Group life insurance conversion allows the employee to convert to an individual whole-life (or permanent life) insurance policy. Conversion to a whole life premium plan will result in a life insurance policy that remains in effect for the rest of the insured’s life. Whole-life insurance builds cash value that can be borrowed against or used to pay future premiums. Portability means continuing the group term life coverage offered by the employer along with some, but not all, of the optional benefits, included. The insured becomes responsible for the premiums when they choose either option. 

Read our guide on life insurance portability to learn more.

Employer Fiduciary Obligations Concerning the Life Insurance Conversion Privilege

If a group policy offers a conversion privilege, the procedure for applying for it is usually outlined in the section titled “Conversion” which specifies whether the insurer or the employer has an obligation to inform the departing employee of his/her conversion rights. If the employer fails to notify the employee whose employment terminated of how to convert, the liability for a denied claim may fall on the employer. Similarly, the insurance company may be in breach of its fiduciary duty under ERISA if it had an obligation to inform but failed to do so.

Give a Copy of the Policy to the Insured

Needless to say, an insured cannot comply with the policy’s continuation or conversion application deadline if the insured was never provided with a copy or the policy or an access to the plan documents. In the majority of group life insurance cases, the plan administrator must provide a copy of the policy to all participants in the plan and may be liable for denial of death benefits if it failed to do so.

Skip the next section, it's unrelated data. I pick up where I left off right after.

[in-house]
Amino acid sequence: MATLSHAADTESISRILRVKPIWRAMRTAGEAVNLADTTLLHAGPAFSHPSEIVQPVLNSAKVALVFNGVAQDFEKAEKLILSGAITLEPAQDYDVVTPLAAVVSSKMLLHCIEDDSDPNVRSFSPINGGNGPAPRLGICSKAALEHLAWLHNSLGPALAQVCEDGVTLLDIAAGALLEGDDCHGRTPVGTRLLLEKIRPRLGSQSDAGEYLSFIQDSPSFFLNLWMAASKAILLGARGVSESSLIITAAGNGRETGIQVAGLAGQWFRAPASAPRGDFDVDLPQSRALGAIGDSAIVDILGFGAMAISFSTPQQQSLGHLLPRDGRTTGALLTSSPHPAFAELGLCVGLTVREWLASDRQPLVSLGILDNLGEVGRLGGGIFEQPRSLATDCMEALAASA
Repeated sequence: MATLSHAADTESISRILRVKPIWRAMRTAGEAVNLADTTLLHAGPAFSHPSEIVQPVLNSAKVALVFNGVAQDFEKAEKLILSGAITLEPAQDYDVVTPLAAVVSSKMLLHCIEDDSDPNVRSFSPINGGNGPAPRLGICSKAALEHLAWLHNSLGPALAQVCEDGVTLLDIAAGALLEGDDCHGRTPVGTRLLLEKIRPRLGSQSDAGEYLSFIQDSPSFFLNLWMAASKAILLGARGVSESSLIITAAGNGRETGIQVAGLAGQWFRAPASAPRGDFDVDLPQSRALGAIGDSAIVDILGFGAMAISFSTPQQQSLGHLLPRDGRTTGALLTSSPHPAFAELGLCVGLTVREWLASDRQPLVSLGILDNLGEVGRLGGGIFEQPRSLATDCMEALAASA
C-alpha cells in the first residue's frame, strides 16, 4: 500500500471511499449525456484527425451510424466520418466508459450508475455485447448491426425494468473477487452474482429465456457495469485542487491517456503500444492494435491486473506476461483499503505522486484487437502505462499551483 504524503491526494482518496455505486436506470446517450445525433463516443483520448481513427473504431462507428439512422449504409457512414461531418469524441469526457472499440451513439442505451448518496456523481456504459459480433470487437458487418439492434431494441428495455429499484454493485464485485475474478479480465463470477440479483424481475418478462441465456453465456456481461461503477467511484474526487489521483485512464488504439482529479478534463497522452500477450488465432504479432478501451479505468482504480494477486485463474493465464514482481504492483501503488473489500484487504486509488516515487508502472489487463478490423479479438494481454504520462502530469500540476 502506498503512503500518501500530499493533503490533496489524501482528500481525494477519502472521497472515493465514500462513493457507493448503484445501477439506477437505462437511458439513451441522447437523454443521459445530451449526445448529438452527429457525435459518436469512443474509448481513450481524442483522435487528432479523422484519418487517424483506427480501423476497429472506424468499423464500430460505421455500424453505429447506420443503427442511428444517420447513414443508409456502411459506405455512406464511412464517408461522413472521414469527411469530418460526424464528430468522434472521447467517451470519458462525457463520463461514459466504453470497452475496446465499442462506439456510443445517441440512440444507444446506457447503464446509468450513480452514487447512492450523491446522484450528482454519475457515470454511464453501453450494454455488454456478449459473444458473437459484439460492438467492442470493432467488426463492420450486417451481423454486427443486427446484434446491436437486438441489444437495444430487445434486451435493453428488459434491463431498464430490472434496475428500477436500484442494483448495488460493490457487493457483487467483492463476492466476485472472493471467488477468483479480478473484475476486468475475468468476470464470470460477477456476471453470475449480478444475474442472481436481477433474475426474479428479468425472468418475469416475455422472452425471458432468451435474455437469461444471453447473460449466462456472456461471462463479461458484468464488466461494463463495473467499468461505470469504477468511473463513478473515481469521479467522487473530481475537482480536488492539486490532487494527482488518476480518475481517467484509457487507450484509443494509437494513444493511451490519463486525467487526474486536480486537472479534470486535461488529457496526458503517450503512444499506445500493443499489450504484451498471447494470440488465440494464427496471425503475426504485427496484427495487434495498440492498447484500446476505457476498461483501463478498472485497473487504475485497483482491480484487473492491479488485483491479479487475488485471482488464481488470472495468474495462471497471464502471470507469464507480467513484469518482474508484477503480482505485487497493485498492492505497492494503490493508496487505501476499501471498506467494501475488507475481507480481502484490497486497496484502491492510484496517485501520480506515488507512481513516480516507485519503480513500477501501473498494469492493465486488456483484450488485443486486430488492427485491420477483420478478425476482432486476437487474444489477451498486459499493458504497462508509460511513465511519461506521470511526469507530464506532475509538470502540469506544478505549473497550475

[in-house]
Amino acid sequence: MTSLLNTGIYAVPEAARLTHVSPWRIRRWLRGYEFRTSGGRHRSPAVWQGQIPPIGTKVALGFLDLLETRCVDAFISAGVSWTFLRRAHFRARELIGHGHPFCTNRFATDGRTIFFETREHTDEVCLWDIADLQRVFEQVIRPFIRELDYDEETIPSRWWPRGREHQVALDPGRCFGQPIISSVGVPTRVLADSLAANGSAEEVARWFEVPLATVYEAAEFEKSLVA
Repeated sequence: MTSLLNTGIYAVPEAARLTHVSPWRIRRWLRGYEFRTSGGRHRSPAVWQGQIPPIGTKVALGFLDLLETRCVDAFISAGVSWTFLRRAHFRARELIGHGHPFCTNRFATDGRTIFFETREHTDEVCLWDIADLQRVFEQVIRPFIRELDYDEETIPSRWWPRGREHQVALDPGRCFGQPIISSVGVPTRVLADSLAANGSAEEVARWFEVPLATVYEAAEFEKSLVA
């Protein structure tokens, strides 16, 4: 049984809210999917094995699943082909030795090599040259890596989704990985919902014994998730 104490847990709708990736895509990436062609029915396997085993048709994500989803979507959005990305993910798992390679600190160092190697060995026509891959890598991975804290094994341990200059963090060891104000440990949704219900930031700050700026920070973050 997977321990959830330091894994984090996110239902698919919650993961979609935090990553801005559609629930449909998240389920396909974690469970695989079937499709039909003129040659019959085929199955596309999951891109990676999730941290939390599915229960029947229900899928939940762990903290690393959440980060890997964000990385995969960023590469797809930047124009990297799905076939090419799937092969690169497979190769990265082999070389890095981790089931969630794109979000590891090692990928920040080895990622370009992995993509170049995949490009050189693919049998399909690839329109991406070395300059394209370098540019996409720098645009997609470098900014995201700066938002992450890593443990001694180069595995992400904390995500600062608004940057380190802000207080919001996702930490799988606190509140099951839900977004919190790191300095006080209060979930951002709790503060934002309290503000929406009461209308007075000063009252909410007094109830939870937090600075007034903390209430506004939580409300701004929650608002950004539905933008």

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Notify of Conversion Rights

Most group life insurance plans are subject to ERISA. ERISA does not impose a duty on a plan to provide notice to plan participants other than the summary plan description and information of the benefits plan. Although ERISA does not require insurance companies or employers to provide an insured additional notice of a right to continue or convert coverage, some plan employers assume this duty voluntarily. If an employer promised an insured to send her all the necessary notices for conversion but failed to do so, the employer may be liable for the denied life insurance claim.

Any notice that an employer or an insurance company provides should be unambiguous. Some examples of misleading or ambiguous conversion notices are notices that do not inform an insured of the deadline or the procedure for applying, notices sent to the wrong address or the wrong person, notices received by an insured after the deadline for applying, etc.  

A clear conversion notice will inform the departing employee of the following:

  1. The date his/her group life insurance coverage will end;
  2. The deadline for submitting a conversion application;
  3. Step by step instructions on how to convert the group policy into an individual policy; 
  4. The premium amount, due date and how to pay it;
  5. What happens if the death occurs during the conversion period.

Provide Accurate Information About the Policy Changes